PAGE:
In a bid to encourage staff members to express “individuality or cultural heritage”, Air New Zealand has ended its ban on tattoos.
From September 2019, all employees from ground staff to cabin crew will be permitted to showcase “non-offensive” tattoos in the workplace.
The decision comes following five months of research carried out by the airline which discovered that one in five adults in New Zealand have at least one tattoo.
While more than 35% of people under the age of 30 boast some form of ink.
But where do UK employees stand in regards to body art?
How many people in the UK have a tattoo?
According to a 2018 study into global tattoo culture, 38% of respondents have at least one tattoo.
Though they’re aren’t satisfied just yet, as three quarters of ink fanatics have two or more - with the strong likelihood of having more done in the future.
Interestingly, the UK is the eighth most inked spot in the world with Italy stealing first place thanks to 48% of residents sporting body ink.
Following closely behind is Sweden with 47% of the country displaying tattoos while 46% of US residents regularly go under the needle.
Are you less likely to be hired for having a tattoo?
Despite tattoos becoming commonplace, a 2018 YouGov survey found that ink still heavily influences a recruiter’s decision on whether or not to employ someone.
According to findings, six out of 10 employers said they are less likely to hire a candidate if they boast a face tattoo.
While a further 17% of UK bosses are “slightly” less likely to hire a candidate with any form of tattoo - no matter how small or discreet.
When it comes to sleeves, which grew in popularity during the early noughties, employers aren’t sure what to make of them.
Half of respondents said they’re less likely to hire someone with one while neck and tattoos are a big no-no with 66% admitting that they would frown upon it during an interview.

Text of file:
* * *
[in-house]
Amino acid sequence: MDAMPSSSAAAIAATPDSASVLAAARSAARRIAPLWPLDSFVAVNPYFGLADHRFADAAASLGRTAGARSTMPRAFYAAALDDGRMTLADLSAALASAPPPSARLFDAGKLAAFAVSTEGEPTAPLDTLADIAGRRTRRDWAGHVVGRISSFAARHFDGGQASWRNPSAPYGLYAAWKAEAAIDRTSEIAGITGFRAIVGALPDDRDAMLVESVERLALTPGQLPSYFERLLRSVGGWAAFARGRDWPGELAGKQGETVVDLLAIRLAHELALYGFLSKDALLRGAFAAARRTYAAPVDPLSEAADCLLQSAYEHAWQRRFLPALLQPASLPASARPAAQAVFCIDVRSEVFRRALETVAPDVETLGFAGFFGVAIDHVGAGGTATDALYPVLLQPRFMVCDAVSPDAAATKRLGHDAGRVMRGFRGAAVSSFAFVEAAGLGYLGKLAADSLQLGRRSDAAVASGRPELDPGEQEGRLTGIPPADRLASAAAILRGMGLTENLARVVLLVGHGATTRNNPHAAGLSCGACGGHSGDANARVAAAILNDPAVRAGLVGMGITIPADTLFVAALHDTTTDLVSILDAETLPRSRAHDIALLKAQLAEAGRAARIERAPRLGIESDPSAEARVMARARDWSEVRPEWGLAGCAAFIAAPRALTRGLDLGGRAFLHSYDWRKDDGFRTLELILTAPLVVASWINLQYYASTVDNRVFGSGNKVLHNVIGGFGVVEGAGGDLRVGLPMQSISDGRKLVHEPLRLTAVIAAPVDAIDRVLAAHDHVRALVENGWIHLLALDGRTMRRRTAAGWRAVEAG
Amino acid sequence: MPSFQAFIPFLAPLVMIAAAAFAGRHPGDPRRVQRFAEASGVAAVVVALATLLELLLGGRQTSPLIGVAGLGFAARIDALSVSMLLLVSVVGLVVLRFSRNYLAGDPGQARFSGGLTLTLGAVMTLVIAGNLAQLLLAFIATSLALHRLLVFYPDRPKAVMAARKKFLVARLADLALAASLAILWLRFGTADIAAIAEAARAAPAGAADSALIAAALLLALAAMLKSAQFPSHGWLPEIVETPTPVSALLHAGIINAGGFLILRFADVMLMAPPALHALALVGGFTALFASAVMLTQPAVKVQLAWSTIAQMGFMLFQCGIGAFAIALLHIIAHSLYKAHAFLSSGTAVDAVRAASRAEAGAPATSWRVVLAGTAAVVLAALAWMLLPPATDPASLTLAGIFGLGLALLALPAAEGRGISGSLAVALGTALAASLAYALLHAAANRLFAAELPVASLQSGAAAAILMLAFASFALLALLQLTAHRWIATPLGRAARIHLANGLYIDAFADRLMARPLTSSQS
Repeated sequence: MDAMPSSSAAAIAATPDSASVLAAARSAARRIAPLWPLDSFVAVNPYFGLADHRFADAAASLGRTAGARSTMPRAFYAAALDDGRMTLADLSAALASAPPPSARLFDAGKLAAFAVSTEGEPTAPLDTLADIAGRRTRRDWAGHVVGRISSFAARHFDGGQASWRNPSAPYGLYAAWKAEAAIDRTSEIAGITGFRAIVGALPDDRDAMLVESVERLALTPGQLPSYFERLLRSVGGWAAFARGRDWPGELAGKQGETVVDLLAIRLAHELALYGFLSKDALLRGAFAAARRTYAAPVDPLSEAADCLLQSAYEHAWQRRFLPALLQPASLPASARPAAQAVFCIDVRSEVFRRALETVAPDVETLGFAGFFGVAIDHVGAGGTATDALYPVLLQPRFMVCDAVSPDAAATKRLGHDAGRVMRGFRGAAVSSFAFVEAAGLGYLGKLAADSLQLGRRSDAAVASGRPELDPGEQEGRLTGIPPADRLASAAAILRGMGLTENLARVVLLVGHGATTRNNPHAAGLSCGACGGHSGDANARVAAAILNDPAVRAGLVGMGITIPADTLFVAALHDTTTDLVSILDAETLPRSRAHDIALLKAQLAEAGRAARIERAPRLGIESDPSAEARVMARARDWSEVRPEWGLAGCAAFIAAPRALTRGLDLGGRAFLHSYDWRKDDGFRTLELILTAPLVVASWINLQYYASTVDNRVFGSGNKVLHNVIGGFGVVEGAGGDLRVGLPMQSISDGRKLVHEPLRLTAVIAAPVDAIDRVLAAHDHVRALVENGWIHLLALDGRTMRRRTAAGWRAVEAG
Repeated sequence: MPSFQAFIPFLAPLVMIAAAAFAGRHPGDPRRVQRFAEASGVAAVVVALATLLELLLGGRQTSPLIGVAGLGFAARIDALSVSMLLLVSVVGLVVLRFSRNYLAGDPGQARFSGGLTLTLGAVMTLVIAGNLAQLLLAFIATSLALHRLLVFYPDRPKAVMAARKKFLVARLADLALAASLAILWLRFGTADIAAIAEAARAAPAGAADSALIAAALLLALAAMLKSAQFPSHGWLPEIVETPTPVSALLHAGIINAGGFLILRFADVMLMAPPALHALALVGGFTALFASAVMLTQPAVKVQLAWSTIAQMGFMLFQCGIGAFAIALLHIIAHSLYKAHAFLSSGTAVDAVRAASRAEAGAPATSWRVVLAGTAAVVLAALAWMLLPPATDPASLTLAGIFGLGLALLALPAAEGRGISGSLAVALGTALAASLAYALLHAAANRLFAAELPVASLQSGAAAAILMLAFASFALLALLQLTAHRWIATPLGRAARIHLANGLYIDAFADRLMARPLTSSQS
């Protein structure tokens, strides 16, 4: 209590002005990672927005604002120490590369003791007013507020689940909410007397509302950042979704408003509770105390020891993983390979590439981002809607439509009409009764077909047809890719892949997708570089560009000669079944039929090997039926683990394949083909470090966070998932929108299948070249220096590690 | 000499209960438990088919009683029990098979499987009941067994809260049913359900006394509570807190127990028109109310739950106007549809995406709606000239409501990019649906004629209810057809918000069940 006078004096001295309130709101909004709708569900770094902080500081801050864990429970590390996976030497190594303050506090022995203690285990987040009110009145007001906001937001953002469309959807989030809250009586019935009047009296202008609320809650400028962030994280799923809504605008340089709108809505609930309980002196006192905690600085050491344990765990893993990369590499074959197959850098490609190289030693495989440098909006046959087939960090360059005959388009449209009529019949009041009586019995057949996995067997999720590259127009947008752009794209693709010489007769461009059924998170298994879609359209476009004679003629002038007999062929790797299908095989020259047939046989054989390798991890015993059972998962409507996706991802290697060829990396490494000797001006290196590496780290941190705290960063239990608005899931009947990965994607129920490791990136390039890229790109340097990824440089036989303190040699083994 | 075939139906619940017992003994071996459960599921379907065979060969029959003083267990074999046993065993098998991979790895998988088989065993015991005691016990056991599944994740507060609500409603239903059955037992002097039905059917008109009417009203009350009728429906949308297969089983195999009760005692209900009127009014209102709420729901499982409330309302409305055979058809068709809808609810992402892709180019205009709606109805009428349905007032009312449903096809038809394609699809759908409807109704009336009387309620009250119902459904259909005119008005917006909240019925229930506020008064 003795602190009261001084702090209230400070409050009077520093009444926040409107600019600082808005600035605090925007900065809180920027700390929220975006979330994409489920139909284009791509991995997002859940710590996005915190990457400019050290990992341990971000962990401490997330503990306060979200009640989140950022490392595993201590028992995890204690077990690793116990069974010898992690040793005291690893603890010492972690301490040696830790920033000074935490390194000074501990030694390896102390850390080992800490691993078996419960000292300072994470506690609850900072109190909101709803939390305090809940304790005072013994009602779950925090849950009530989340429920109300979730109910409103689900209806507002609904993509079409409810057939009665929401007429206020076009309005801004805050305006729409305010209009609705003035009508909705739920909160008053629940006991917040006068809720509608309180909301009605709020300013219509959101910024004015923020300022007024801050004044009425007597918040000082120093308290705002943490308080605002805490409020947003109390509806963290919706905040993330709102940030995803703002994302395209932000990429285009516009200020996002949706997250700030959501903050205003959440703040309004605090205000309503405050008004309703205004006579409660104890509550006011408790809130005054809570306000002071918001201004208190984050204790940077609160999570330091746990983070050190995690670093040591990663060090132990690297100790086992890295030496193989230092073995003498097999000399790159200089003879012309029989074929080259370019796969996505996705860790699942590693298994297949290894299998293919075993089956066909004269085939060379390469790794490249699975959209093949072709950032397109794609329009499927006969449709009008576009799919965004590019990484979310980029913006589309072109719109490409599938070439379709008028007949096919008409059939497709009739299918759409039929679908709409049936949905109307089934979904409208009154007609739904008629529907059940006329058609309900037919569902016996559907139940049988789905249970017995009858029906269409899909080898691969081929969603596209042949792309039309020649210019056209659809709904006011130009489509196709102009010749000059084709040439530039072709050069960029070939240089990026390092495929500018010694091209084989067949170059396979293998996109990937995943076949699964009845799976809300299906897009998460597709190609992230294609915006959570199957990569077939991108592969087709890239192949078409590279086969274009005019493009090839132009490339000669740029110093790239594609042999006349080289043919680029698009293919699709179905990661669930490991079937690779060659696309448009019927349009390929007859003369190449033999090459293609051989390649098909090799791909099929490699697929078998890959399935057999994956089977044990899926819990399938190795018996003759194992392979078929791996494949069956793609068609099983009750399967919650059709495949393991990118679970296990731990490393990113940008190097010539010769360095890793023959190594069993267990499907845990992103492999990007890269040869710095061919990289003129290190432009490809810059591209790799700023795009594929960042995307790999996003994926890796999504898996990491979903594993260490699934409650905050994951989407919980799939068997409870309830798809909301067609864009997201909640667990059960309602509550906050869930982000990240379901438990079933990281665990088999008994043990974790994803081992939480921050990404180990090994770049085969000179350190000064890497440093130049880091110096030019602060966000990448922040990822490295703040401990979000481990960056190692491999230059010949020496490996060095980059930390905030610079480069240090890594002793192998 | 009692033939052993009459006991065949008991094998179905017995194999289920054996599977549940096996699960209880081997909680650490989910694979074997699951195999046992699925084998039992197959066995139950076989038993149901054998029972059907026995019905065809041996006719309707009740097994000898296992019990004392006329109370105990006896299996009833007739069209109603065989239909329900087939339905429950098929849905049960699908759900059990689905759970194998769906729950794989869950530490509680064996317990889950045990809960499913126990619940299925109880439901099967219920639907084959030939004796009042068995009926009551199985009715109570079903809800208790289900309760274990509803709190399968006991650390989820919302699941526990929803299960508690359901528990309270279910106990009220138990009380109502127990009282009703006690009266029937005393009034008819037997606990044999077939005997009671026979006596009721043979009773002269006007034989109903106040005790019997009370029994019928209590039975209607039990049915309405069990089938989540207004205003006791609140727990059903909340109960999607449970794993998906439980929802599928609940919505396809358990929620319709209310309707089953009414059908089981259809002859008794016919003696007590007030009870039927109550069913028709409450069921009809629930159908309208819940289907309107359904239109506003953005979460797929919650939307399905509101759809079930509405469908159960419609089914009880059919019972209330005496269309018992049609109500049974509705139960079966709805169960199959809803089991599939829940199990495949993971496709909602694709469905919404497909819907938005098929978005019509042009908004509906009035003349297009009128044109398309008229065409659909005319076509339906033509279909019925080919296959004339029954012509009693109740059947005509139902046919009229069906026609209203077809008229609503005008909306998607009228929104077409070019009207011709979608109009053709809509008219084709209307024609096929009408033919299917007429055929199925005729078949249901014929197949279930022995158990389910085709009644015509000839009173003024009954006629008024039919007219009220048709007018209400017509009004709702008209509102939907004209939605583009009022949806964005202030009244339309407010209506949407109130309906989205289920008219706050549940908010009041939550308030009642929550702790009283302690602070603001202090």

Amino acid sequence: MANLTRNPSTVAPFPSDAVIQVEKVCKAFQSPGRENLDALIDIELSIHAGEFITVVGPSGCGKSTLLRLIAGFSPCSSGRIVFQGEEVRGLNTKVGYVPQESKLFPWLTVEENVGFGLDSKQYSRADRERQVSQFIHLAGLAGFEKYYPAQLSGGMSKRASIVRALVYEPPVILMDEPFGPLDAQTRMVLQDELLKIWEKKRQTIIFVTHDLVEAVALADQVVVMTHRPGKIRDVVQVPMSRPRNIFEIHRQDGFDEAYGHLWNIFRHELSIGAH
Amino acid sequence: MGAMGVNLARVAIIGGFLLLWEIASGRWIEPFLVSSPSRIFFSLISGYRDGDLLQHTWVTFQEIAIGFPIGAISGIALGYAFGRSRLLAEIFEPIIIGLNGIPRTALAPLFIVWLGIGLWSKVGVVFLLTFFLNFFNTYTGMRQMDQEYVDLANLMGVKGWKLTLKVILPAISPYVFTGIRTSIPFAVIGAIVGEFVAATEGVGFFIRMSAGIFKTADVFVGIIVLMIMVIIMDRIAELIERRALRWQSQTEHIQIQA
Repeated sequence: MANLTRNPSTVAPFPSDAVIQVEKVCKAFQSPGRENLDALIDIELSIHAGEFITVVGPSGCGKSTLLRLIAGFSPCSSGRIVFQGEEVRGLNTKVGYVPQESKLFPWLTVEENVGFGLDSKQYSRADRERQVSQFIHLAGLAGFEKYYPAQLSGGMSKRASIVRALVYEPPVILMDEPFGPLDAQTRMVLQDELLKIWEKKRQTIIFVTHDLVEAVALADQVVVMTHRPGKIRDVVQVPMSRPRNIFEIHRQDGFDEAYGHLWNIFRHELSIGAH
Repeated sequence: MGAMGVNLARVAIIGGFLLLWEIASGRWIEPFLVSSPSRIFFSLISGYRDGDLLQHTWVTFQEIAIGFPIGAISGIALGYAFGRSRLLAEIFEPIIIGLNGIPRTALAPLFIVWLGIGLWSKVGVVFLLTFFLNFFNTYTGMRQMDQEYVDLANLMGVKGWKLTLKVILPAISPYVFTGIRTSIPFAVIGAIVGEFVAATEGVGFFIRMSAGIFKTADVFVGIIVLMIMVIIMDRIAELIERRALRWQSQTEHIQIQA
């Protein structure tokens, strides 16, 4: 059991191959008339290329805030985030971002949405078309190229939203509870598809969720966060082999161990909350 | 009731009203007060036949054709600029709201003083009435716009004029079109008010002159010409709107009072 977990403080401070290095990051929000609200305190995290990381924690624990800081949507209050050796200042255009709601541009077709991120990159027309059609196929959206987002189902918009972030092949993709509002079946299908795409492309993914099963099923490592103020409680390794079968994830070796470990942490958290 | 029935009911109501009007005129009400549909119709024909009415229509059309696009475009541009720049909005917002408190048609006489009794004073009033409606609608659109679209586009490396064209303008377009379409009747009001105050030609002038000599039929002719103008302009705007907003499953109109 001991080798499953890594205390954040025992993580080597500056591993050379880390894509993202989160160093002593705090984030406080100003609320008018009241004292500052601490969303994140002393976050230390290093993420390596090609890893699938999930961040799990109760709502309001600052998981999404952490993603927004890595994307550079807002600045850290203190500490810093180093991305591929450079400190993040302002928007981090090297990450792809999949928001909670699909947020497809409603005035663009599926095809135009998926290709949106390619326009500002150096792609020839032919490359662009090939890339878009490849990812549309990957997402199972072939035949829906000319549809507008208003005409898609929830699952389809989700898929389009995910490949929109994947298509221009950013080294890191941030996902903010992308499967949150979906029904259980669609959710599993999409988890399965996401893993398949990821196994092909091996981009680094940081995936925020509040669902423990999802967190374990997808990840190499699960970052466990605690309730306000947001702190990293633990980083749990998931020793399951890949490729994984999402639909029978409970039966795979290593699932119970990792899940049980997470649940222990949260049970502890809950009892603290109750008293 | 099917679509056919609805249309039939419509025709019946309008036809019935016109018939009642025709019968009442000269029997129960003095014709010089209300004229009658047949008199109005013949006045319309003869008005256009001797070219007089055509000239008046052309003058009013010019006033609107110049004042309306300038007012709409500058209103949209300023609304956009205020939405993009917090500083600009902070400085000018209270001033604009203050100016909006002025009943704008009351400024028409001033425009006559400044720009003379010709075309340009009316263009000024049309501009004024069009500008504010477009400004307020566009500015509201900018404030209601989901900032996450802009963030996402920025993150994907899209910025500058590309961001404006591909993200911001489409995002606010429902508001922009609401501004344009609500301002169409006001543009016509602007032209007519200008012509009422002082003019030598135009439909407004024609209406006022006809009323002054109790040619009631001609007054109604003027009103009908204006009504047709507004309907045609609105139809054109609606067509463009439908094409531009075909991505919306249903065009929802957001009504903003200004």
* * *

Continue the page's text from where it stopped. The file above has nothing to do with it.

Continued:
READ MORE: The celebrity guide to tattoos
Tattoos and the UK police force
Back in 2012, the then Met Commissioner, Sir Bernard Hogan-Howe, ordered that all visible tattoos must be covered up while on duty due to ink affecting the UK police force’s professional image.
Last year, these rules were relaxed by Met commissioner, Cressida Dick, as the strict guidelines affected recruitment with one in three people in the UK now boasting a tattoo.
“Many young people are ruling themselves out of joining us because of their tattoos,” Dick said. “We hope this will show we are a modern service. A huge number of young people carry tattoos and we want to get the best of London in.”
But if you’re signing up, then a number of forces across the nation will ask for photographs of your ink - regardless of how intimate they may be.
Among the forces that ask for images of all tattoos are Kent, Nottinghamshire and South Yorkshire. This is common practice in order to prevent any members of the police force showcasing offensive ink.
Meanwhile, forces in South Wales, Devon and Cornwall do not allow any visible tattoos at all.
The cultural differences surrounding tattoos
In March 2018, the Chinese Football Association (CFA) rolled out a ban on showing tattoos on the pitch.
Football fans noticed that Chinese players covered their ink with long-sleeved tops, bandages and running tights.
"China promotes cultural confidence among nationalities and core socialist values, so as the national team, it has a responsibility to provide a healthy football culture for society and work as an example in this respect,” a senior CFA official revealed at the time.
Similar rules apply in the Japanese sporting world, as tattoos have been linked with Yakuza - the Japanese mafia - since the 1960s.
At last year’s Rugby World Cup, UK players were told to cover their ink in order to be respectful of the culture.
In 2016, Japan's tourism agency asked spas, a large number don’t allow people in with tattoos, to relax their rules in a bid to promote business from abroad.
Can you be fired for getting a tattoo?
In the UK, tattoos are not mentioned in the laws on workplace equality. Therefore, an employer is entitled to make their own recruitment decisions based on your body art.
The only exception to the rule would be in regards to religious marking under the 2010 Equality Act if sufficient evidence is provided.
So before planning your next ink, it’s important to familiarise yourself with the dress code at your place of work.